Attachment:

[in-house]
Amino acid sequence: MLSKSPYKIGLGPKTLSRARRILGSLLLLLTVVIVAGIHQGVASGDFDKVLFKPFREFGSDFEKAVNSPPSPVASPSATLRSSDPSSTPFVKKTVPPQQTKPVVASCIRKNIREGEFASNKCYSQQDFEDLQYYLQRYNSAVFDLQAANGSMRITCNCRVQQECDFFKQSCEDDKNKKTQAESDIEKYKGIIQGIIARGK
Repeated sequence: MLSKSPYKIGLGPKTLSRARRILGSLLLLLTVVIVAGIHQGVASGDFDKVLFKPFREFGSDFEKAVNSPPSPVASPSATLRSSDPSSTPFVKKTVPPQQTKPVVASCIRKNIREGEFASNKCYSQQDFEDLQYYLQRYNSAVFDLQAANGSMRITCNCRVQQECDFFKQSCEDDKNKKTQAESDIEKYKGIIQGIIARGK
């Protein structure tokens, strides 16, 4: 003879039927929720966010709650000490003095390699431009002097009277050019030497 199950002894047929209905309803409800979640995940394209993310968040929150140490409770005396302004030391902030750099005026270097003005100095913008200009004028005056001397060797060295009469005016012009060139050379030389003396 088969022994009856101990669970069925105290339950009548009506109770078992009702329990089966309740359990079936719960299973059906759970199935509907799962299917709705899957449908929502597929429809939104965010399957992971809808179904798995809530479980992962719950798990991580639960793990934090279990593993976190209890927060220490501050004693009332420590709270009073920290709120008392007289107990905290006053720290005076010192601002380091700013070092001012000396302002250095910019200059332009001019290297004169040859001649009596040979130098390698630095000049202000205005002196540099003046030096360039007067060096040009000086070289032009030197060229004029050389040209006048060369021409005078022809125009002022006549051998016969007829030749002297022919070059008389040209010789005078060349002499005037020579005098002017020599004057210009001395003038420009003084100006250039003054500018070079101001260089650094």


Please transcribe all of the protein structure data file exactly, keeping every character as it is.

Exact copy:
[in-house]
Amino acid sequence: MLSKSPYKIGLGPKTLSRARRILGSLLLLLTVVIVAGIHQGVASGDFDKVLFKPFREFGSDFEKAVNSPPSPVASPSATLRSSDPSSTPFVKKTVPPQQTKPVVASCIRKNIREGEFASNKCYSQQDFEDLQYYLQRYNSAVFDLQAANGSMRITCNCRVQQECDFFKQSCEDDKNKKTQAESDIEKYKGIIQGIIARGK
Repeated sequence: MLSKSPYKIGLGPKTLSRARRILGSLLLLLTVVIVAGIHQGVASGDFDKVLFKPFREFGSDFEKAVNSPPSPVASPSATLRSSDPSSTPFVKKTVPPQQTKPVVASCIRKNIREGEFASNKCYSQQDFEDLQYYLQRYNSAVFDLQAANGSMRITCNCRVQQECDFFKQSCEDDKNKKTQAESDIEKYKGIIQGIIARGK
């Protein structure tokens, strides 16, 4: 003879039927929720966010709650000490003095390699431009002097009277050019030497 199950002894047929209905309803409800979640995940394209993310968040929150140490409770005396302004030391902030750099005026270097003005100095913008200009004028005056001397060797060295009469005016012009060139050379030389003396 088969022994009856101990669970069925105290339950009548009506109770078992009702329990089966309740359990079936719960299973059906759970199935509907799962299917709705899957449908929502597929429809939104965010399957992971809808179904798995809530479980992962719950798990991580639960793990934090279990593993976190209890927060220490501050004693009332420590709270009073920290709120008392007289107990905290006053720290005076010192601002380091700013070092001012000396302002250095910019200059332009001019290297004169040859001649009596040979130098390698630095000049202000205005002196540099003046030096360039007067060096040009000086070289032009030197060229004029050389040209006048060369021409005078022809125009002022006549051998016969007829030749002297022919070059008389040209010789005078060349002499005037020579005098002017020599004057210009001395003038420009003084100006250039003054500018070079101001260089650094």